High school adds an extra daily period to tutor failing students
Administrators at Berkeley Springs High School ushered in a new class schedule this week, aimed at giving failing students a chance to salvage their grades.
Principal George Ward said Monday that students would meet for an additional 30-minute class period each day, either receiving tutoring in subjects they were failing or engaging in club activities like FFA or student council.
Adding the extra period, known as the Reteach Enrichment class, is made possible by shortening every other class periods by five minutes, Ward said.
We're trying to carve out time to help kids who aren't passing, to finish their homework and get extra help, said Ward.
Of the school's 727 students in grades 9-12, Ward said 200 students, or 28% of the student body, will get tutoring because they're failing at least one subject on their class schedule.
Roughly 30-40 students who are failing three or more classes will meet in a group where they get both tutoring and counseling from school staff, said Ward.
If they fail three or more classes, it's probably not about academics, he said.
New approach, old problem
The problem of how to help failing students isn't a new
one, according to Ward. Teachers have discussed what to do with struggling pupils many times, and the new half-hour class period came up after an awful lot of discussion, said Ward.
Before school and after-school tutoring programs haven't worked so well in the past, Ward said, because students have transportation issues and other activities that compete for their time, like jobs and sports.
Teachers, too, aren't always available to work with students outside of school hours.
The only time we have control over them is during the school day, Ward said.
Because the period comes during the instructional day, and fits a state course description, students will get credit for their class activities during that time.
For students who are doing well academically, the half-hour period can be spent rounding out their activities in school clubs or community projects.
This class period is an instructional period, Ward said.
I don't know why we didn't think of this before, he said.
While the new class setup has taken some coordination, including come class time adjustments for students attending James Rumsey Technical Institute in Hedgesville, Ward said now is the time to institute the new schedule.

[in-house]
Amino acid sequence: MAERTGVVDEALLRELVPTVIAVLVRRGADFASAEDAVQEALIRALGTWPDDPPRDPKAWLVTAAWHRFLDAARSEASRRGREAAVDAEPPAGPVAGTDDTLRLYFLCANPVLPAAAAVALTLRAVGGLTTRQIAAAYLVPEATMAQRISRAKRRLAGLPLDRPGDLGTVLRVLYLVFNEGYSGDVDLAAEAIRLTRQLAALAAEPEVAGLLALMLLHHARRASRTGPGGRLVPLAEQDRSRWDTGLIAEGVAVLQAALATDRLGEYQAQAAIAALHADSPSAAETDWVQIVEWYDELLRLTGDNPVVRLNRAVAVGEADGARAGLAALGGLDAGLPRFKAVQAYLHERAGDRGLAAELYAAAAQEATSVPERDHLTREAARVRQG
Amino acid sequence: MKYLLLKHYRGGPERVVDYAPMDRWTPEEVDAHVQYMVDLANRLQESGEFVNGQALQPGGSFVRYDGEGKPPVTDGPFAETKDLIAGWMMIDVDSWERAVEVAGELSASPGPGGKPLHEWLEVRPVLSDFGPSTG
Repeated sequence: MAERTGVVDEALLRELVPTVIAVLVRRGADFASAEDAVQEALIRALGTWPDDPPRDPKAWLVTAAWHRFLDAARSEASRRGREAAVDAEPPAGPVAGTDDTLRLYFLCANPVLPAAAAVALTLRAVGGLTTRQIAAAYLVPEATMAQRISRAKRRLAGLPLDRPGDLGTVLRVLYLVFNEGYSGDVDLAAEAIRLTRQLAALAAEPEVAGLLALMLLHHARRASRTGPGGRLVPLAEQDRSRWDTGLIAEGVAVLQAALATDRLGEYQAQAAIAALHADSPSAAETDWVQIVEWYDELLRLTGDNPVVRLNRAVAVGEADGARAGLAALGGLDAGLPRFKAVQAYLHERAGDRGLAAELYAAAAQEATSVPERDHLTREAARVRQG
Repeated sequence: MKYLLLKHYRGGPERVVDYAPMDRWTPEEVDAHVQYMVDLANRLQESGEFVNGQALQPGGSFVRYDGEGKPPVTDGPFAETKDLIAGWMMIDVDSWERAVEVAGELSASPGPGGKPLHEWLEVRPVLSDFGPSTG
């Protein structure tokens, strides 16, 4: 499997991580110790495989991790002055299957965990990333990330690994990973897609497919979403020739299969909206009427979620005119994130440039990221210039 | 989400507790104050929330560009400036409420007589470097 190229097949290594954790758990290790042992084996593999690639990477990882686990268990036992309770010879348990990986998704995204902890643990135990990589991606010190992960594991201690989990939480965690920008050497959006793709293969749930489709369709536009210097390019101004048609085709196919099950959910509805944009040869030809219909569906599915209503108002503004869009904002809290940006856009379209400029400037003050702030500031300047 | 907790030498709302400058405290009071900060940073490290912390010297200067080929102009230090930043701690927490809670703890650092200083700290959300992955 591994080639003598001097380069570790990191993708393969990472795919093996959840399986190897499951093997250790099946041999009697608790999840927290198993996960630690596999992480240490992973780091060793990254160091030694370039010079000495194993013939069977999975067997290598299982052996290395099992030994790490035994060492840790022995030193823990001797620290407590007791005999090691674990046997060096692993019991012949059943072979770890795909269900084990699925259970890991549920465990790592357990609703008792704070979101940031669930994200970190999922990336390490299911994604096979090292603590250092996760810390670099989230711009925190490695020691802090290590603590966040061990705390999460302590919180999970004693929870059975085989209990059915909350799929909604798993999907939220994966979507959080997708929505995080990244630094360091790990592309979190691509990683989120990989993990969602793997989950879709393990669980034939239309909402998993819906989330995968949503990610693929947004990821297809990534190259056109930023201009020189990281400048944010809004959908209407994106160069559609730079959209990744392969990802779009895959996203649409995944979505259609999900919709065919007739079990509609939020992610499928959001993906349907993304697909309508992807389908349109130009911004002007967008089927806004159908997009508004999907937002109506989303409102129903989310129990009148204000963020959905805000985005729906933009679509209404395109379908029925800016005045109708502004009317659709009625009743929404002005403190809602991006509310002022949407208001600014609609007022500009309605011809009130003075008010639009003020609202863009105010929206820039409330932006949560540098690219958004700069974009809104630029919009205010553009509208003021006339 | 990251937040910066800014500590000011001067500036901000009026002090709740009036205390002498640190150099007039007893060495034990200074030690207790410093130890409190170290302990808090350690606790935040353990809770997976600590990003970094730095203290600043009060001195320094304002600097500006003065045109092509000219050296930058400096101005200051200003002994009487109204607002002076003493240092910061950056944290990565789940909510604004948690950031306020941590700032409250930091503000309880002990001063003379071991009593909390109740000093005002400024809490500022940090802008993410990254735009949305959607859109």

We may be able to save some kids by the end of the year. It may mean 10 or 15 more scholarships. It may mean the difference between making the right choice and the wrong choice, said Ward.
As this year's graduation fast approaches, the class of Berkeley Springs High School seniors is of special concern to Ward, as he says it is every year.
We are worried and concerned the seniors get the help they need to graduate, he said.
But each class of students has its own concerns.
Freshmen who fail a course or two dig a hole for themselves, Ward said.
By the 10th grade, students take standardized tests that are important to both the student and the school. If they're struggling at that grade, their junior year becomes more difficult.
Ward said that by the 11th grade, underperforming students may have realized they want to strive for college, but have to recover from a poor grade point average and try to master skills measured on college preparatory exams.
The worst thing that can happen is we fail. We don't want to say we didn't care enough to try, said Ward of the tutoring plan.
In addition to better grades, students have an added incentive to take advantage of the extra help being offered to them during the school day. If the students turn their failing grades around during a 9-week grading period, they will get a chance to do something other than tutoring during the Reteach Enrichment class period.
Because students begin their last marking period next week, the rest of this school year will be a proving ground both for the struggling pupils and for the school's attempt to help them up.